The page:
Get To Da Choppah
I can tell you exactly where this all started: it was in Hong Kong, in 2005. The Belated Birthday Girl and I had checked into the Excelsior Hotel and bought ourselves a room upgrade, because we were feeling a bit fancy and because I didn't realise I was going to lose my job five months later. I mentioned at the time that our premium highness allowed us a great overhead view of the Noon Day Gun, but it also gave us a view of something else – a nearby helipad, from which we could see helicopters taking off and landing every few minutes. This delighted The BBG no end.
Ever since then, we've joked on and off about how doing a helicopter ride together would be a fun thing, but never quite got around to arranging it. Until last Christmas, when I finally cracked and bought her an experience package that would allow us to do just that. The story that follows spans a period of eleven months – and if you've been paying attention, you'll know some of it already. Does it have a happy ending? Well, don't watch that video over there if you want to avoid spoilers.
The massively overpackaged box contains, as I said, a voucher with a code on it, along with a few sketchy instructions about what it entitles you to. The specific one I'd bought was the Six Mile Buzz Flight, and that tells you upfront what you'll get – a six mile flight lasting around five minutes or so, as one of up to six passengers occupying the copter. When you redeem the voucher on their website, you get to choose from a list of forty locations around the UK, and from a list of available timeslots at those locations. Pick what you want, and you're booked in. The voucher lasts for a maximum of a year – more accurately, December 1st after the Christmas it was bought for – so there's a ticking clock to consider.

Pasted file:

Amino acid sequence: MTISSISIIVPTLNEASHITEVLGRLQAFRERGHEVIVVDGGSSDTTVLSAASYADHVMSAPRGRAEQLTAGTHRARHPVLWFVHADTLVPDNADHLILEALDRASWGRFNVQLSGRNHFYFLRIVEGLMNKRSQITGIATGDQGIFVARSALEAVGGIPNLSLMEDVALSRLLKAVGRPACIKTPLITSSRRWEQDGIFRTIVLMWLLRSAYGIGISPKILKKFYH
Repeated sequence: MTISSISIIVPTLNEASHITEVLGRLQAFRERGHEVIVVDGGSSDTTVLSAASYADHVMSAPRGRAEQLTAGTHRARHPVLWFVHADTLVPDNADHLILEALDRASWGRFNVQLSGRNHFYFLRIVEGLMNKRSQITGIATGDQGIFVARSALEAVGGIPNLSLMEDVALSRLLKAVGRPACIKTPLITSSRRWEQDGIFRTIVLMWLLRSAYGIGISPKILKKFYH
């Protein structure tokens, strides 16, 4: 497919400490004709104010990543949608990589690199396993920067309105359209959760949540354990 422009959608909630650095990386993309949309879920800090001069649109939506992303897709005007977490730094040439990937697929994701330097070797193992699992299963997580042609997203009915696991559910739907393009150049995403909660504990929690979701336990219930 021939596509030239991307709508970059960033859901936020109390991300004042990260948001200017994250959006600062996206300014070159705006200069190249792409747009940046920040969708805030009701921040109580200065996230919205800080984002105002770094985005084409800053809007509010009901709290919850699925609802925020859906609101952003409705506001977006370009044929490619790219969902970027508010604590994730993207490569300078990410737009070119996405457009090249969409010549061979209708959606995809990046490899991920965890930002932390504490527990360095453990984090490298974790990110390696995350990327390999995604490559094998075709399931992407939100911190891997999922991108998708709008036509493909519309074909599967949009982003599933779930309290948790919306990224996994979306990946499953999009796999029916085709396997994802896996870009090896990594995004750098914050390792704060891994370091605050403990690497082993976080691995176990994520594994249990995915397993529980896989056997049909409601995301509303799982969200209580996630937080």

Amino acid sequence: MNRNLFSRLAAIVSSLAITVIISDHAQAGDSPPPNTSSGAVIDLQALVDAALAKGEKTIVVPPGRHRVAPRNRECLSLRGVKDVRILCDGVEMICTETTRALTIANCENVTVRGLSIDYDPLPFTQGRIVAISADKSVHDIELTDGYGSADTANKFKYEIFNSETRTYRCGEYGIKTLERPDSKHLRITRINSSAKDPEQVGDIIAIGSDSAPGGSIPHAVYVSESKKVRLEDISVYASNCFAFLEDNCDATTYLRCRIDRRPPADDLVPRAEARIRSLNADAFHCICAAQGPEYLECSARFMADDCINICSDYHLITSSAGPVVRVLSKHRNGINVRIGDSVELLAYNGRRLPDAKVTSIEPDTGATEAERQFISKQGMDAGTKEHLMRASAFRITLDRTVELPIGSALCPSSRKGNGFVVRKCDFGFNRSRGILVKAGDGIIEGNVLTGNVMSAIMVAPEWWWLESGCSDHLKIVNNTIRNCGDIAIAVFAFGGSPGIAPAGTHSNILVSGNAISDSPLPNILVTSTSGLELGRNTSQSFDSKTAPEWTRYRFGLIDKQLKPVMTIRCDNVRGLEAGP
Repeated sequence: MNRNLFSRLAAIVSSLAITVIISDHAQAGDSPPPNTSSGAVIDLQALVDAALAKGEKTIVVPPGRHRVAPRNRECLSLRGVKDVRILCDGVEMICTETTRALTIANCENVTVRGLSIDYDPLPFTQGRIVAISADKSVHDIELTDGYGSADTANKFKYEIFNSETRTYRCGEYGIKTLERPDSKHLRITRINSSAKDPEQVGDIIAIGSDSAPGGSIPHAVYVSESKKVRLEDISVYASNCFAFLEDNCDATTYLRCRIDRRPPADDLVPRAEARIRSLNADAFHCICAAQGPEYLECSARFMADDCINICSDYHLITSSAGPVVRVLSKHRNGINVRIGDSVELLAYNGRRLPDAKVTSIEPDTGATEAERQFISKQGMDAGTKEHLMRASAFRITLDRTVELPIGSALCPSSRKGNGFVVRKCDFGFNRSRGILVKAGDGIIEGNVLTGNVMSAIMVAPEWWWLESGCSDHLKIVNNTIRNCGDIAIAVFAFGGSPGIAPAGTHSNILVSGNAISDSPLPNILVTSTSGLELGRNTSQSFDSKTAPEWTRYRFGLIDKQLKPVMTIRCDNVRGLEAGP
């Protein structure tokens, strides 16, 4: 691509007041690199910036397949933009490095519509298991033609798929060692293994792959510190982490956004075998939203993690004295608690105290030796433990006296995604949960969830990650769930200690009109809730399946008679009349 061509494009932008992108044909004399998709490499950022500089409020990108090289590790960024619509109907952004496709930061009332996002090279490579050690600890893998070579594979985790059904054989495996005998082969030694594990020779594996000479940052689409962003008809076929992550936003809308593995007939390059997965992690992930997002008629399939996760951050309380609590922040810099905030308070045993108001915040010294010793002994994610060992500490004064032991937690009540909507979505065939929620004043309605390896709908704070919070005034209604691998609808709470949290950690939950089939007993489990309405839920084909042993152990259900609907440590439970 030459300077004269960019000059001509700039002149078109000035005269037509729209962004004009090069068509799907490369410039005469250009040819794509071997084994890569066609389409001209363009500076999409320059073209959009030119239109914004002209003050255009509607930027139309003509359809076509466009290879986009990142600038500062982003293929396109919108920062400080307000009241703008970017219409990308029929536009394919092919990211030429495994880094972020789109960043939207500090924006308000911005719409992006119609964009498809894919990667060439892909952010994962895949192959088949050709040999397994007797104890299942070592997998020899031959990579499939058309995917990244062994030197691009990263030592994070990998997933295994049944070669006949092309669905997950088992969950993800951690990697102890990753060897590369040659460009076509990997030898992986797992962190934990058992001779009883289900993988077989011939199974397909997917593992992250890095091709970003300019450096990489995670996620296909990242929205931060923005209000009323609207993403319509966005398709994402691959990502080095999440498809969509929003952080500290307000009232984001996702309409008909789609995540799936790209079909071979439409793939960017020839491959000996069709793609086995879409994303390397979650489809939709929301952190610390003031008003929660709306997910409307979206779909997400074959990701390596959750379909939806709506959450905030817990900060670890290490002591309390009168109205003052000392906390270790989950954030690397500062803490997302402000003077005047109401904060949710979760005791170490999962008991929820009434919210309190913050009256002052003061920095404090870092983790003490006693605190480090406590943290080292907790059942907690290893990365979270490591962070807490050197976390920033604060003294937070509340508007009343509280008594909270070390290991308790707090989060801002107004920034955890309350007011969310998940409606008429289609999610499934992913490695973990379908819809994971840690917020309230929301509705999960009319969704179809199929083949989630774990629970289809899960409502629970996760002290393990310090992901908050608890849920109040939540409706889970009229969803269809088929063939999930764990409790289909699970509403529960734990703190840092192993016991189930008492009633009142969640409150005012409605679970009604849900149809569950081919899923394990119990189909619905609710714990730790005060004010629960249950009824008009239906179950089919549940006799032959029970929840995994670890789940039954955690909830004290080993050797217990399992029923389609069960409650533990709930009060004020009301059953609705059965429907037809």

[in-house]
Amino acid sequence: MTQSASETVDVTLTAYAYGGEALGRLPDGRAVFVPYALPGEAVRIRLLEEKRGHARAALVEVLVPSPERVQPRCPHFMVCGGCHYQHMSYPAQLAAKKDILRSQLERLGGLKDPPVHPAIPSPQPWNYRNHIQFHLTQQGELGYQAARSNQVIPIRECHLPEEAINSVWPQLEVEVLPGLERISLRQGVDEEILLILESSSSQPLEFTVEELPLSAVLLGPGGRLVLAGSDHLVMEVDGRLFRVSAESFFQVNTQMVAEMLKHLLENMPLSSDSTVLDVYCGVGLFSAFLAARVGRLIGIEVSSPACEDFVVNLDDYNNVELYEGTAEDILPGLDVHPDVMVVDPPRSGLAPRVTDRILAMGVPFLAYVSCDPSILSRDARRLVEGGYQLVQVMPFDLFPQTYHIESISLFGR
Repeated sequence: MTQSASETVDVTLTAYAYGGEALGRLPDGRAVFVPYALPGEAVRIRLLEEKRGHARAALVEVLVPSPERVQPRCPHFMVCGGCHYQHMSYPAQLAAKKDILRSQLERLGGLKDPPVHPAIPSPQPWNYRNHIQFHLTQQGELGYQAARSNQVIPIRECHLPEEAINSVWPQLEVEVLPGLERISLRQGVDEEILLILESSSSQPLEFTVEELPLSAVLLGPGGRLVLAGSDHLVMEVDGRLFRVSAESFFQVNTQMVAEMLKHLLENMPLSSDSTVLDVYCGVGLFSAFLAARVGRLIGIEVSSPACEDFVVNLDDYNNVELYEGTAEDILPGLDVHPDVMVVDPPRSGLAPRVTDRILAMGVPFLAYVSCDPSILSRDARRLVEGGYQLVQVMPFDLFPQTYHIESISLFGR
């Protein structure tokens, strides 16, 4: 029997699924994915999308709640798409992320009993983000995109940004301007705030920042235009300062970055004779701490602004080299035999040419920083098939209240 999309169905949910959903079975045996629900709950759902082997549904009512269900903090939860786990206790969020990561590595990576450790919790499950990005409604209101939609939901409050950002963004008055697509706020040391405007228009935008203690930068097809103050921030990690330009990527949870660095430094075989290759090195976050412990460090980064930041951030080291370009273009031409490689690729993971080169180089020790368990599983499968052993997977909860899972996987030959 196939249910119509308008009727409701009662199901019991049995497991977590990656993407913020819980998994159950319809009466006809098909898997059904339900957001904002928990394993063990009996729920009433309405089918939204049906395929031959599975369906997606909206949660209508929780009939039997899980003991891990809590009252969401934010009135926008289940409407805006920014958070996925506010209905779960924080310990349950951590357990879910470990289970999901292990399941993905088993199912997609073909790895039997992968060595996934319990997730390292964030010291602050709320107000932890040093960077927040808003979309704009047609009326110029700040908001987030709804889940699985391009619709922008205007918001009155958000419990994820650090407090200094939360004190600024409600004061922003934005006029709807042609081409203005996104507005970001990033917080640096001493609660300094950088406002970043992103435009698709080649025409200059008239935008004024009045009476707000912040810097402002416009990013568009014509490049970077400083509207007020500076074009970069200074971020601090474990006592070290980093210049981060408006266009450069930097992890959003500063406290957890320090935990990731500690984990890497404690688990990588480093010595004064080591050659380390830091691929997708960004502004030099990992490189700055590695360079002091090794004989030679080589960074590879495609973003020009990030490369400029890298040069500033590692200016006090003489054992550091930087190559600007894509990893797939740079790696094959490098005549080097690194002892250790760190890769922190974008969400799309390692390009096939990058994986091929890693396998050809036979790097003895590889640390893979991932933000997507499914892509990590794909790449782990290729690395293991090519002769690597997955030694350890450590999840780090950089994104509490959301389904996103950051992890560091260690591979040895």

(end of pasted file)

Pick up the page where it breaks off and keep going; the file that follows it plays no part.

What's the catch? Well, technically, there are two. The first is the unspoken assumption that you'll be travelling to the helicopter launch by car. Many of the locations, once you start feeding their postcodes into Google Maps, turn out to be totally inaccessible by public transport. Sure, I understand that you wouldn't build a heliport next door to a railway station: but some of them are several miles away from the nearest bus stop, and for non-drivers like myself and The BBG that can be an issue.
The second catch is the one I've been dropping hints about on this site for most of 2018, and it's this: if the weather is at all iffy on the day, they'll cancel the flight. Obviously you can use the voucher again at a later date, but it's a bit awkward if you've travelled a long way to get there. So, when The BBG and I started planning how to use these vouchers, we aimed to use them in places where a) there was interesting stuff to look at from a helicopter and b) there was interesting stuff we could do if it turned out we couldn't go in a helicopter that day. This approach helped us survive the first two last-minute cancellations we encountered, at Edinburgh in May and Newcastle in August. But as we scrabbled around afterwards to find our next available slot for a flight, that deadline of December 1st started looming alarmingly. And bear in mind that at this point, we hadn't as yet had any concrete evidence that these people actually owned any helicopters.
Liverpool in mid-November didn't seem like the optimum time and place for our third crack at a ride. But it fitted all of our criteria for availability and accessibility – in the latter case, we found we could stay at the Burbo Bank Bed and Breakfast in Waterloo, and get to the heliport with a single ride on a 47 bus. 75 minutes before our flight was due to take off, as we got on the 47, we still hadn't been notified of any cancellation. It was all looking promising.
By the time we got off the 47 at the other end, it was pissing down. We got to the designated flight area to discover just how these things work – what I'd been referring to as a 'heliport' until now was in fact an open field round the back of the Red Squirrel pub. The control centre for the whole operation was a people carrier parked at one end of the field: there was a large roped-off area where the helicopter action was obviously due to take place, and the rest of the field was taken up with the parked cars of the various other people booked on flights that day. They were, of course, all sitting inside their cars staying dry, which wasn't an option open to us.